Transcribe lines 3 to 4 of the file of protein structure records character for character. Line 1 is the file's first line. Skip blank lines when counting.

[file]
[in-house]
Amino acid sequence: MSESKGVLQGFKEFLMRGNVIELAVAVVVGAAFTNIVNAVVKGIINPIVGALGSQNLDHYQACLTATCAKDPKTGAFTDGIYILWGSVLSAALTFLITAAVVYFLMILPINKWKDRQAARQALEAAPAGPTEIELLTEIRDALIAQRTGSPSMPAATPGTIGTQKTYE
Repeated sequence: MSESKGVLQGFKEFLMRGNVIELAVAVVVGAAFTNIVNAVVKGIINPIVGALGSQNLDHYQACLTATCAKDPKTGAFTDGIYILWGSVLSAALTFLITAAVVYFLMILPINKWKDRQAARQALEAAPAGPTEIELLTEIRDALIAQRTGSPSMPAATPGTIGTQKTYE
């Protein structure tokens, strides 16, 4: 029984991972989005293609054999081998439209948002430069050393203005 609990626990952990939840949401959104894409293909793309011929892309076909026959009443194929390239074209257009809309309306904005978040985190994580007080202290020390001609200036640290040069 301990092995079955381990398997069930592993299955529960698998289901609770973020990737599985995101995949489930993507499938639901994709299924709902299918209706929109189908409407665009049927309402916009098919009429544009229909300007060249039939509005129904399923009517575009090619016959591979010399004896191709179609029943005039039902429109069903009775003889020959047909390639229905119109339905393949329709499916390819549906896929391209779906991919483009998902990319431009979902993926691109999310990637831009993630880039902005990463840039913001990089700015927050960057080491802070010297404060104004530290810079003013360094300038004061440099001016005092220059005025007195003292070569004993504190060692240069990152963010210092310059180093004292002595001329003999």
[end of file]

Repeated sequence: MSESKGVLQGFKEFLMRGNVIELAVAVVVGAAFTNIVNAVVKGIINPIVGALGSQNLDHYQACLTATCAKDPKTGAFTDGIYILWGSVLSAALTFLITAAVVYFLMILPINKWKDRQAARQALEAAPAGPTEIELLTEIRDALIAQRTGSPSMPAATPGTIGTQKTYE
């Protein structure tokens, strides 16, 4: 029984991972989005293609054999081998439209948002430069050393203005 609990626990952990939840949401959104894409293909793309011929892309076909026959009443194929390239074209257009809309309306904005978040985190994580007080202290020390001609200036640290040069 301990092995079955381990398997069930592993299955529960698998289901609770973020990737599985995101995949489930993507499938639901994709299924709902299918209706929109189908409407665009049927309402916009098919009429544009229909300007060249039939509005129904399923009517575009090619016959591979010399004896191709179609029943005039039902429109069903009775003889020959047909390639229905119109339905393949329709499916390819549906896929391209779906991919483009998902990319431009979902993926691109999310990637831009993630880039902005990463840039913001990089700015927050960057080491802070010297404060104004530290810079003013360094300038004061440099001016005092220059005025007195003292070569004993504190060692240069990152963010210092310059180093004292002595001329003999």